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2.3  83North Announces New $250 Million Venture Fund

83North, the international venture capital firm, announced that it has closed an oversubscribed new fund at $250 million.  The fourth raised in eleven years, 83North IV brings total capital under management to $800 million.  Building upon the successes of its existing funds, the new fund will be deployed in the best and brightest consumer and enterprise technology companies led by aspiring European and Israeli entrepreneurs.  83North now boasts a five-strong team of proven investing partners who have worked with the region’s most ambitious founders to create market-leading technology businesses.  The new fund, 83North’s largest to date, demonstrates the on-going appeal of the firm’s unique model; providing a breadth of expertise and on-the-ground support in three strategic regions – Europe, Israel and the United States.  83North has an unrivalled ability to help founders successfully scale their businesses across the three markets.

Herzliya’s 83North started life as Greylock IL, an affiliate fund of Greylock Partners.  Today, 83North is an independent firm investing in European and Israeli entrepreneurs. 83North is committed to help build global leading companies, with more than half of its portfolio companies having operations in the US.  (83North 05.04)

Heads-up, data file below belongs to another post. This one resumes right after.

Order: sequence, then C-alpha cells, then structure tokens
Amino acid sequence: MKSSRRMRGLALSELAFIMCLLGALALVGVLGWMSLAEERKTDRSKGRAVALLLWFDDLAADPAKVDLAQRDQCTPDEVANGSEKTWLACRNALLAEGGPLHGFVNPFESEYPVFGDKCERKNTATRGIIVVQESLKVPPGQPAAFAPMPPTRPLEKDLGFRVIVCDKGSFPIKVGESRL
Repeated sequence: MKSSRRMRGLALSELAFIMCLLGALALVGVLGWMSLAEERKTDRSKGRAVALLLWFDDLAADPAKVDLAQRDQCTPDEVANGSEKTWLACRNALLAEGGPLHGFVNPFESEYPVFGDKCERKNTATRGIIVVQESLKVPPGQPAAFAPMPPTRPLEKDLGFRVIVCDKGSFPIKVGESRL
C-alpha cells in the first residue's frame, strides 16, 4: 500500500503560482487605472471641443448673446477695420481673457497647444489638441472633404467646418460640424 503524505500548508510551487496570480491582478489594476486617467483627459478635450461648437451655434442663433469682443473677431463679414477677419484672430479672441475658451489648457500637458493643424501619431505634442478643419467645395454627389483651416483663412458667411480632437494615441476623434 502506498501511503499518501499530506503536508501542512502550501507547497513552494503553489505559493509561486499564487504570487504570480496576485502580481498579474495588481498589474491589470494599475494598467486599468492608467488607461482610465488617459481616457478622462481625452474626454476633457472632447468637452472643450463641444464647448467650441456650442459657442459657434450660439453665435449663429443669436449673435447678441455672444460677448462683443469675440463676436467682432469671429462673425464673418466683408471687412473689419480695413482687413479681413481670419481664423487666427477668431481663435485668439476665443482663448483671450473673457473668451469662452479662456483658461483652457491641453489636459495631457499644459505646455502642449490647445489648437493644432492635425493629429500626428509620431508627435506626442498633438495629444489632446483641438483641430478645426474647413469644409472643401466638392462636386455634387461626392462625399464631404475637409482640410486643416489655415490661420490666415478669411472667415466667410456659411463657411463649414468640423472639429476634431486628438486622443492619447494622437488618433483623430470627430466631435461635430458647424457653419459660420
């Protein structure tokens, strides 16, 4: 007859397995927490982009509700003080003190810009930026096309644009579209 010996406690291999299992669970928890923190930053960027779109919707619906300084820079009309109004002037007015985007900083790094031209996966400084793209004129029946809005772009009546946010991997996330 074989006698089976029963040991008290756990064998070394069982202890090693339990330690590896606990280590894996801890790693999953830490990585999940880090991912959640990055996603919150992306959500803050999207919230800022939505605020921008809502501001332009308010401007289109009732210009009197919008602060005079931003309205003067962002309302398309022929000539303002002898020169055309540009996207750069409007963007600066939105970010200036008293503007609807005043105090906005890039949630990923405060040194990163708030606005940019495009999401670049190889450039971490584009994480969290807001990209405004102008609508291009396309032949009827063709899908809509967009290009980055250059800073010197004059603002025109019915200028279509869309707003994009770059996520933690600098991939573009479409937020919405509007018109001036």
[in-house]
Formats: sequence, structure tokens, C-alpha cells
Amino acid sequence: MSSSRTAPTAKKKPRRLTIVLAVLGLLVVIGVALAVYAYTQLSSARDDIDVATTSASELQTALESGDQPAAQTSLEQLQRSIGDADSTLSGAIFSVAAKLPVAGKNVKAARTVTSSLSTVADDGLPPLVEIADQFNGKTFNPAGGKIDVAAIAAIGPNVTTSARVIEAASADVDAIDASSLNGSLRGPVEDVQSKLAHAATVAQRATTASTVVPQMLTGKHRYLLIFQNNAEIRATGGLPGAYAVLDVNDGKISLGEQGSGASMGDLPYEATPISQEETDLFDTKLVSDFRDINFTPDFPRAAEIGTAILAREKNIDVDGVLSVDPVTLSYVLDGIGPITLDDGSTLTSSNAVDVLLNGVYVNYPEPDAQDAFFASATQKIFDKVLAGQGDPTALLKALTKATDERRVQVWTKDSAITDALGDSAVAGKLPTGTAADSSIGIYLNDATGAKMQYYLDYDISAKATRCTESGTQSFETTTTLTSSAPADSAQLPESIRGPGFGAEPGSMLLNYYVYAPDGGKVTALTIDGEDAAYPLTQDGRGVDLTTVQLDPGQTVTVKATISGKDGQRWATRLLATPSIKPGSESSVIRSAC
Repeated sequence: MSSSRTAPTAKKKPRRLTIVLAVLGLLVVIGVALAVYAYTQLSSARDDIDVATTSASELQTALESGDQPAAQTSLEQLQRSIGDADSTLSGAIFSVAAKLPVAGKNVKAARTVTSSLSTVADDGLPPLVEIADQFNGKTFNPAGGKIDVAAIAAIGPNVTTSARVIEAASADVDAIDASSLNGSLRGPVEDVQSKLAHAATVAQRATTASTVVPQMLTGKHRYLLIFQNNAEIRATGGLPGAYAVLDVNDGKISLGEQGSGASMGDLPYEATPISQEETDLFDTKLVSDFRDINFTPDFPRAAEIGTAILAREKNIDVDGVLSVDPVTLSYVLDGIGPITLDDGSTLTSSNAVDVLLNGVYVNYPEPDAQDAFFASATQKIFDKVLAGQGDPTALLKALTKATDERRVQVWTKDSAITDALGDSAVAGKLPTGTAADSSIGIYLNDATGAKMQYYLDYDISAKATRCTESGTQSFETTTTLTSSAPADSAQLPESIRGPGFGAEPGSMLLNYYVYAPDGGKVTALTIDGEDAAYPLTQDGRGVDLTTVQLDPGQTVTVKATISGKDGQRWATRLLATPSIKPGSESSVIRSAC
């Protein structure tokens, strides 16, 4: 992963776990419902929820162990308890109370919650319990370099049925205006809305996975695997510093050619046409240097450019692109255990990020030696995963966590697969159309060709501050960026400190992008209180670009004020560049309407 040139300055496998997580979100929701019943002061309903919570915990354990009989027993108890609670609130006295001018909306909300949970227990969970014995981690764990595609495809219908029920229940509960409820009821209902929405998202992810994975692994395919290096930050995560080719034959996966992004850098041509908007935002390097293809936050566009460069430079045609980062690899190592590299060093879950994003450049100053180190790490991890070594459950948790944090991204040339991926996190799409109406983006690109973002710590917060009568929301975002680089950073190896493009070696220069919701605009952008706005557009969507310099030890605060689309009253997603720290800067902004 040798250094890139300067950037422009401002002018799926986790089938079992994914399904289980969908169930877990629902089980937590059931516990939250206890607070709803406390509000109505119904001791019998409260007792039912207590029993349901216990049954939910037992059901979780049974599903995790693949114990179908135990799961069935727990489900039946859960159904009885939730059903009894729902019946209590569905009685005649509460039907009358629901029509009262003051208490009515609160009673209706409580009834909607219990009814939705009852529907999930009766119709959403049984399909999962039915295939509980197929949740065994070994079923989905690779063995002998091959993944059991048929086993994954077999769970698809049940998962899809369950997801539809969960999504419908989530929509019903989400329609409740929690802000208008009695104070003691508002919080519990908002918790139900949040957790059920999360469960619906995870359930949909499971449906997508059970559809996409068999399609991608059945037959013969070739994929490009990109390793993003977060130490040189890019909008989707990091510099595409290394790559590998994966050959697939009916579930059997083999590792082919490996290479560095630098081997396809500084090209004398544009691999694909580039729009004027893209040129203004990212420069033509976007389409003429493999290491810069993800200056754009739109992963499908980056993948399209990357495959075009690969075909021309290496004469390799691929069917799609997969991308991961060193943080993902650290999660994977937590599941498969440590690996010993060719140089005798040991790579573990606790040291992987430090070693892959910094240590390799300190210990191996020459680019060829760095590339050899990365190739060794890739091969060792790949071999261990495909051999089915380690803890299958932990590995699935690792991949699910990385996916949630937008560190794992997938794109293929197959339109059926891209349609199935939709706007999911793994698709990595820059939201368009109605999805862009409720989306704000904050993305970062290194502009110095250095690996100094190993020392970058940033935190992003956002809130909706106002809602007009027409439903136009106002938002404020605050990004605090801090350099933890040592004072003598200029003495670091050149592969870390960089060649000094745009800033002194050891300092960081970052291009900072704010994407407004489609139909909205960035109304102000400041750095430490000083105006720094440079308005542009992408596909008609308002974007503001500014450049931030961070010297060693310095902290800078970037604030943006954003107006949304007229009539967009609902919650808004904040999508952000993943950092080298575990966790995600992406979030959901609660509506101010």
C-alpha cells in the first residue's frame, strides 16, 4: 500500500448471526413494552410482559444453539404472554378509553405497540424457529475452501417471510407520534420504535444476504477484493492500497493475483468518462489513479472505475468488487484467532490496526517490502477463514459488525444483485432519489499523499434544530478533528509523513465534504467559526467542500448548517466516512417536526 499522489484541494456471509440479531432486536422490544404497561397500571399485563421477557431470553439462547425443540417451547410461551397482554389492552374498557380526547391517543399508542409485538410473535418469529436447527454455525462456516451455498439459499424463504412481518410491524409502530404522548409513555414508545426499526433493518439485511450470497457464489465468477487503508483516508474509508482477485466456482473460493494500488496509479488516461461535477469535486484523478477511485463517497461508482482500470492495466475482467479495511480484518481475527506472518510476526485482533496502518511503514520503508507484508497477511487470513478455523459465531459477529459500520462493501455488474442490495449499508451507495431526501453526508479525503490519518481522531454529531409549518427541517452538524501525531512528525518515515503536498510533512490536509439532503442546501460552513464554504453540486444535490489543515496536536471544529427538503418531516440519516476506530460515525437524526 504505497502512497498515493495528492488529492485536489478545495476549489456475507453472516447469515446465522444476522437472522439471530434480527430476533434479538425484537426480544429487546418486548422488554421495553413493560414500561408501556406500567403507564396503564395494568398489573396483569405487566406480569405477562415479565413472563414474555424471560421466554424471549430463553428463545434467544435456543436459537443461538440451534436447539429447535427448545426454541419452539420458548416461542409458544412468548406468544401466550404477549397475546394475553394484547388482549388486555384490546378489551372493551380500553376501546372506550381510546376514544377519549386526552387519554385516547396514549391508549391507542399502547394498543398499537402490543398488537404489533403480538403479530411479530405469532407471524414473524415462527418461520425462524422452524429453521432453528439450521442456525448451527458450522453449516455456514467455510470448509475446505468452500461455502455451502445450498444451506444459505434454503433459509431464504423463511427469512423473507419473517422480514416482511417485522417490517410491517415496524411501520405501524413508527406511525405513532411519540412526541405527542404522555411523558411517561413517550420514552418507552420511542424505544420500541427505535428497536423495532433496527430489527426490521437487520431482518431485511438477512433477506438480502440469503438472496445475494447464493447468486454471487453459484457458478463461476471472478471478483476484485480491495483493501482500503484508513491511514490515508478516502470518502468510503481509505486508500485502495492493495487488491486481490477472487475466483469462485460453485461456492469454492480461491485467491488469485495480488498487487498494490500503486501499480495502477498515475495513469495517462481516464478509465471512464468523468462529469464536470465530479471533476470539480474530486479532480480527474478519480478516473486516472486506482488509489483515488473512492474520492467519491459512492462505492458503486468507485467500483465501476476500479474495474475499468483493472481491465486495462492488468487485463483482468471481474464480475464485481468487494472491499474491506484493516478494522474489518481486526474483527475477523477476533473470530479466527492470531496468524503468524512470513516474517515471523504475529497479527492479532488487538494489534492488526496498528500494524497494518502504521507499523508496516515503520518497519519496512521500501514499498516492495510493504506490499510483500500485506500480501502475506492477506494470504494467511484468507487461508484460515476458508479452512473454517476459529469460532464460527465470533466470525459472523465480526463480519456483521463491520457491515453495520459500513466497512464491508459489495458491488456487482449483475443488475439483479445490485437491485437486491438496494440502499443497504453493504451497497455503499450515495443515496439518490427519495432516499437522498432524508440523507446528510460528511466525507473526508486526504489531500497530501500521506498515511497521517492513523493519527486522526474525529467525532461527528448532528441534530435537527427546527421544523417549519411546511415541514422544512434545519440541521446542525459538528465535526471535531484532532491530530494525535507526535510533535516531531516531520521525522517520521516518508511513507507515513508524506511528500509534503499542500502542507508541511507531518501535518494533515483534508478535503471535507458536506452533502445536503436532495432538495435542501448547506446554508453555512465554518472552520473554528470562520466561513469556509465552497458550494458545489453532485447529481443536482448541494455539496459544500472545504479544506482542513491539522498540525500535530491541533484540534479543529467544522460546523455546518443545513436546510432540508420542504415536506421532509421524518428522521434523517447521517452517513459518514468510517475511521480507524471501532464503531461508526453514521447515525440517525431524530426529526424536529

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2.4  Valens Raises $60 Million to Boost Growth, Innovation in Automotive Industry

Valens has secured an additional $60 million in capital, to fuel the company’s inroads into the automotive industry with its ground-breaking HDBaseT technology.  The round was led by Israel Growth Partners (IGP), and includes Delphi, Samsung Catalyst Fund, Goldman Sachs and MediaTek as new investors, in addition to Valens’ existing investors.  This latest funding round will allow Valens to speed up time to market, develop additional products per market demands and support customers with design and development projects.  Valens introduced its HDBaseT Automotive technology in 2016 to address the challenges of the connected car, including the increasing amount of bandwidth and wiring necessary to cater to infotainment and Advanced Driver Assistance Systems (“ADAS”) needs.

Established in 2006, Hod HaSharon’s Valens provides semiconductor products for the distribution of ultra-high-definition (HD) multimedia content.  The company’s HDBaseT technology enables long-reach connectivity of devices over a single cable and is a global standard for advanced digital media distribution.  (Valens 06.04)